Alice Hart is a young woman who has achieved a lot for someone still in her twenties. Qualified chef and part owner of the esteemed Hart & Fuggle in London, she has also been the youngest editor so far at Waitrose Food Illustrated. Now Alice can add the release of a stunning cookbook to her list of achievements.
Alice’s tone is young and vibrant, yet authoritative. Her guidance on cooking for larger groups, menu plans and timing of dishes ‘hands on time’ helps take the stress out of cooking for friends, and I suspect for the relative ‘newbie’ to cooking would be a Godsend.
Alice seems acutely aware of seasonal cooking and making the most of local ingredients (without preaching), dividing the recipes into Frost and Fireside or Sunshine and Strawberries. Whenever you dip into the book – whether it be in January to find a New Year brunch, during August for a faded summer kitchen supper for friends, or in winter for ideas for a chic drinks party – you will find a selection of inspiring and memorable menus.
Recipes are eclectic and varied, ranging from Boursin Omelette Baguettes (Portable Breakfast for a Crowd), Campfire charred mackerel with red chicory and pomegranate (Summer Camping), Lemongrass pork bun bowls (Autumn Supper), to Toffee Pears with Flaked Almonds (Winter Film Night). All though sound delightful and perhaps most importantly, manageable even in a small apartment style kitchen – all too much of a rarity in many cookbooks whose authors seem to think we are all living in professionally kitted out mega kitchens. One recipe in particular has caught my eye, and no, surprisingly enough it isn’t the brownies (although they do sound amazing), it is the raspberry custard cake.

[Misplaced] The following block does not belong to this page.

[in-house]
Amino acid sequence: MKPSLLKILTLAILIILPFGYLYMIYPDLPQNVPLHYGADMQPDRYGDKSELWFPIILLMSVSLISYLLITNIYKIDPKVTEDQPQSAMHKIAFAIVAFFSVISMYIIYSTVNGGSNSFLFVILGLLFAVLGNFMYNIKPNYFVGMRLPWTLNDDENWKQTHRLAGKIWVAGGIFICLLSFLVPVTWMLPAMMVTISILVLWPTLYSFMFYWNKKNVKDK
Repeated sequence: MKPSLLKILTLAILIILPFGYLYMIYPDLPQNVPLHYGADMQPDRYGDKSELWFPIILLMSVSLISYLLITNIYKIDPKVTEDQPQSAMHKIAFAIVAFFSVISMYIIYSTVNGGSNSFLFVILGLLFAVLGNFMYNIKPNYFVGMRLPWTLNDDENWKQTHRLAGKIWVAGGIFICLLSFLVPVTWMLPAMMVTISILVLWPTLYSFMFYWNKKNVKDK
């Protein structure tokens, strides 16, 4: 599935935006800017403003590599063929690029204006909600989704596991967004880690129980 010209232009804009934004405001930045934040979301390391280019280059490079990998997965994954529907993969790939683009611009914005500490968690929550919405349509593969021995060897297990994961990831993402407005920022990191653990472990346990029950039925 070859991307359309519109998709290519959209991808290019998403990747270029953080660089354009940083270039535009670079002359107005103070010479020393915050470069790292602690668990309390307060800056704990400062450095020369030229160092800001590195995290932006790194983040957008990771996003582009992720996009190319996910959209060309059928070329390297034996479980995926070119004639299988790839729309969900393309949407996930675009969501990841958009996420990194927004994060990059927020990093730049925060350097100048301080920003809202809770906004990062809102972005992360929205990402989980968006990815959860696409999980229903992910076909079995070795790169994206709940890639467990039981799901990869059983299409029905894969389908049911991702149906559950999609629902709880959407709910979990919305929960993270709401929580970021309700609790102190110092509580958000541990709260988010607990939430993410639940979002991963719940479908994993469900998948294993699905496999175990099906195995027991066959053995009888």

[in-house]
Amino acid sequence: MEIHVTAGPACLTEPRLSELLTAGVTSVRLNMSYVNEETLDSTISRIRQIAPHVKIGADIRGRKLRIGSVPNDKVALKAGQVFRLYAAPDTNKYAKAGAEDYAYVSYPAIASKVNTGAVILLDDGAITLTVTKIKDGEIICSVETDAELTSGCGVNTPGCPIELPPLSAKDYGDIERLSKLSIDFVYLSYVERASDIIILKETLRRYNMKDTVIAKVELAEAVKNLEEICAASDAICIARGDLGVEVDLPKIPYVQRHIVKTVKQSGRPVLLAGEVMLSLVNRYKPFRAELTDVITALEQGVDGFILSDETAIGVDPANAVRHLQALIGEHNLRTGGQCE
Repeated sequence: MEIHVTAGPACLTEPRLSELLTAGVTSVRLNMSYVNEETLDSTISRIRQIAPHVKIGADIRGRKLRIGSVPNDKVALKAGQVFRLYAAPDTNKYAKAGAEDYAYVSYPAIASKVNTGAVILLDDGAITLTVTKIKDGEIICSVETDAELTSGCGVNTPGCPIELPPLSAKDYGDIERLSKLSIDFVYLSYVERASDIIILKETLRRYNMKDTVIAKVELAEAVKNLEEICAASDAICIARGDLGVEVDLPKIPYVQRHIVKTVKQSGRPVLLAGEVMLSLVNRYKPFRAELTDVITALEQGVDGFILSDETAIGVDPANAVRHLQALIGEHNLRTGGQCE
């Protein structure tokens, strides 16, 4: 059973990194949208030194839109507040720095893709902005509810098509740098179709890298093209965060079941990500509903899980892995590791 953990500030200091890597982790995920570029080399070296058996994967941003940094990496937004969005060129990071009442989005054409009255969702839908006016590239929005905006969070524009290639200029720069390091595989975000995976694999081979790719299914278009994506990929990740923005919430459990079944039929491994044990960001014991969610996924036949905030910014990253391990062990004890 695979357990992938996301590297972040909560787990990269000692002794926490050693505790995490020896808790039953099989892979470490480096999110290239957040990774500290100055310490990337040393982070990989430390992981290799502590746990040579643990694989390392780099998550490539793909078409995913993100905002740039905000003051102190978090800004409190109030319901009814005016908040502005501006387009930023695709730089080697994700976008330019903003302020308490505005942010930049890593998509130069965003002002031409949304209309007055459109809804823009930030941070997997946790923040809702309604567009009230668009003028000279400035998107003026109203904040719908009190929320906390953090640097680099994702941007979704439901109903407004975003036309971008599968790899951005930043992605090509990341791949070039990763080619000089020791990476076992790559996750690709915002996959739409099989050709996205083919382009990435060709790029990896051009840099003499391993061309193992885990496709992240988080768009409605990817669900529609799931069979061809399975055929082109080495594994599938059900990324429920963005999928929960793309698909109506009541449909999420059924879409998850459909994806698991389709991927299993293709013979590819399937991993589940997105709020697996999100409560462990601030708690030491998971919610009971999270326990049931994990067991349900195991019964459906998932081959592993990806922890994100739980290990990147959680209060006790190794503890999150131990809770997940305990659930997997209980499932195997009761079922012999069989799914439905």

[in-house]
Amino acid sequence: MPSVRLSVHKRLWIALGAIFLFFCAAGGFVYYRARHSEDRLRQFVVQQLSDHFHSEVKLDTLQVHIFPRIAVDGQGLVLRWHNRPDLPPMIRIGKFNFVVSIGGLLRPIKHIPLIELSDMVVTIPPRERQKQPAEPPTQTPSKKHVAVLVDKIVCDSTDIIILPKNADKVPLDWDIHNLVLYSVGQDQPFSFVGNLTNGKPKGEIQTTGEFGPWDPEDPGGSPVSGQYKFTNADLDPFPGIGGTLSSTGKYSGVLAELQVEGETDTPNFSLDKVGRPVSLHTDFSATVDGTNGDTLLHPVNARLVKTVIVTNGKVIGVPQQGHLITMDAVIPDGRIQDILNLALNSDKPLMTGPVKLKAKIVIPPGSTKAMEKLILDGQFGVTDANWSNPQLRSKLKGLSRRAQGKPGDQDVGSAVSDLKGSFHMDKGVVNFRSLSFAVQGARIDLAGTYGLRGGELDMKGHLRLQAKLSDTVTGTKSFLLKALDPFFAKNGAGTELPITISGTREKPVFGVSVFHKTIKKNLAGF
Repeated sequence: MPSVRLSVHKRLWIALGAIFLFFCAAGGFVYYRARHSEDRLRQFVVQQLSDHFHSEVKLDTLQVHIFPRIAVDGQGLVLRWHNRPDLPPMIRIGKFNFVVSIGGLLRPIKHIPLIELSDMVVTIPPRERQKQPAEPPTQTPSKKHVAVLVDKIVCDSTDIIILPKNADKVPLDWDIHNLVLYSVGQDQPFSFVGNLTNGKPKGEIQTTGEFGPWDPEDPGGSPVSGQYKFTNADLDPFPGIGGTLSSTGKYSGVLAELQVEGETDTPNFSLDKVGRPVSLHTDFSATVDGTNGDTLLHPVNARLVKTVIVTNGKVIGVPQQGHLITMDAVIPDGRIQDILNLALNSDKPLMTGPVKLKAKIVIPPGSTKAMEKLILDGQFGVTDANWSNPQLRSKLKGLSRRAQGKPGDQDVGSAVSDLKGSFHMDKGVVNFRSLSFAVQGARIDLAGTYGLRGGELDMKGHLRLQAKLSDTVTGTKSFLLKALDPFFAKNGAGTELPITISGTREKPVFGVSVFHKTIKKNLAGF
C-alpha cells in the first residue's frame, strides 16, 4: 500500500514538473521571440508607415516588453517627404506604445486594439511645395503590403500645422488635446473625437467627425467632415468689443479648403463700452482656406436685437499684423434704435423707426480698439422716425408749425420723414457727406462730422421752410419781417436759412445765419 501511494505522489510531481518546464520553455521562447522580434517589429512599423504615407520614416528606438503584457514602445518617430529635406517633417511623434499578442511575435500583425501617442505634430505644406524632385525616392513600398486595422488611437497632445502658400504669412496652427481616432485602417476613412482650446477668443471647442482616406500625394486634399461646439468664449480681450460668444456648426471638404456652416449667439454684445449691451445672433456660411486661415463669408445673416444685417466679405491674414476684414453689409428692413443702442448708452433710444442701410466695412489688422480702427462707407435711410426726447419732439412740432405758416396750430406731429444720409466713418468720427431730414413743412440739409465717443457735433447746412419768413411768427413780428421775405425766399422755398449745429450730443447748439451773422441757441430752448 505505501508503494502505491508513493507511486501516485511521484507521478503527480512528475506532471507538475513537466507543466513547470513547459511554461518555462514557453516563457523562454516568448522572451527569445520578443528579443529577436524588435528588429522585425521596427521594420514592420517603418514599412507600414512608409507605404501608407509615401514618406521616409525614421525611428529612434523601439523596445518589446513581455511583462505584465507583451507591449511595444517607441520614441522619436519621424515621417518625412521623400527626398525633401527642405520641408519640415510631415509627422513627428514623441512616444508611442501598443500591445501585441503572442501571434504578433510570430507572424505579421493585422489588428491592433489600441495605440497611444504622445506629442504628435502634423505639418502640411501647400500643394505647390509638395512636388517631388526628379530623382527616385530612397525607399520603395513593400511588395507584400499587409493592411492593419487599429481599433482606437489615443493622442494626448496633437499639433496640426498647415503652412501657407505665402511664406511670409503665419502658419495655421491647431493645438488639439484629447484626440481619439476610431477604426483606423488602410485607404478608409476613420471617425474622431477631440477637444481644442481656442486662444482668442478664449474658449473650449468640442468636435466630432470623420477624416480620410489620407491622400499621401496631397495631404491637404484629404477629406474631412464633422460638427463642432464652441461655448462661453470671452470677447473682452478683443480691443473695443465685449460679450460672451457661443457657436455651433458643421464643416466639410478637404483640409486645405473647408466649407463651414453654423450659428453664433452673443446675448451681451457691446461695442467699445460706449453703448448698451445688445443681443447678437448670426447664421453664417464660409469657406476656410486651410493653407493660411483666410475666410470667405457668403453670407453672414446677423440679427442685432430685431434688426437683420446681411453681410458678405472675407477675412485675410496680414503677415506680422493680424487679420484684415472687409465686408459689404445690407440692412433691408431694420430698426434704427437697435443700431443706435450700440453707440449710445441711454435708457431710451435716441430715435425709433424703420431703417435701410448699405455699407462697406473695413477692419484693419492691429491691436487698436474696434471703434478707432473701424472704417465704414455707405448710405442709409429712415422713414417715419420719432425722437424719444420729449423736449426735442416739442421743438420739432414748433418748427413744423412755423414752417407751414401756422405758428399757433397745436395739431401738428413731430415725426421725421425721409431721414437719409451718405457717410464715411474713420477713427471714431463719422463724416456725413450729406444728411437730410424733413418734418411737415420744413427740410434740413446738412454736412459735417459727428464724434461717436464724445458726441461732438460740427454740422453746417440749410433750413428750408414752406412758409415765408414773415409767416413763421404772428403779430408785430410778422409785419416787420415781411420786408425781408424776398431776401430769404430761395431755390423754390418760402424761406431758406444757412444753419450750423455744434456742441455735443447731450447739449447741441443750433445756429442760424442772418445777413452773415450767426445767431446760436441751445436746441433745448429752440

The book doesn’t contain all that many photos, something that may put off novice cooks as the notion seems to be that it gives them something to aim for in terms of the end result, but for me at least the lack of photos is no bad thing. Few and far between slots of photography leaves the imagination free to run with ideas and you’re not left comparing your plating up to a pro food stylists efforts in the book.
What of the photography there is? Well, it’s stunning. Simply done, my guess is with a tilt-shift lens but that is by the by, uncluttered and allowing the food to really speak for itself. And, with food that good you wouldn’t want to it be anything other than centre stage.
The book is printed on thick paper with a lovely sheen and encased in a ‘eco friendly’ feeling thick cardboard style jacket. The grey cover with sketch artwork with just a splash of colour down the spine gives a modern, contemporary feel without being achingly so.
This book is everything you could want from an everyday, every occasion cook book, but, after all Alice is cooking from the Hart (sorry, terrible pun but I couldn’t resist) and it shows.
With thanks to Quadrille Publishing for the review copy.
Paperback: 192 pages
Publisher: Quadrille Publishing Ltd (2 July 2010)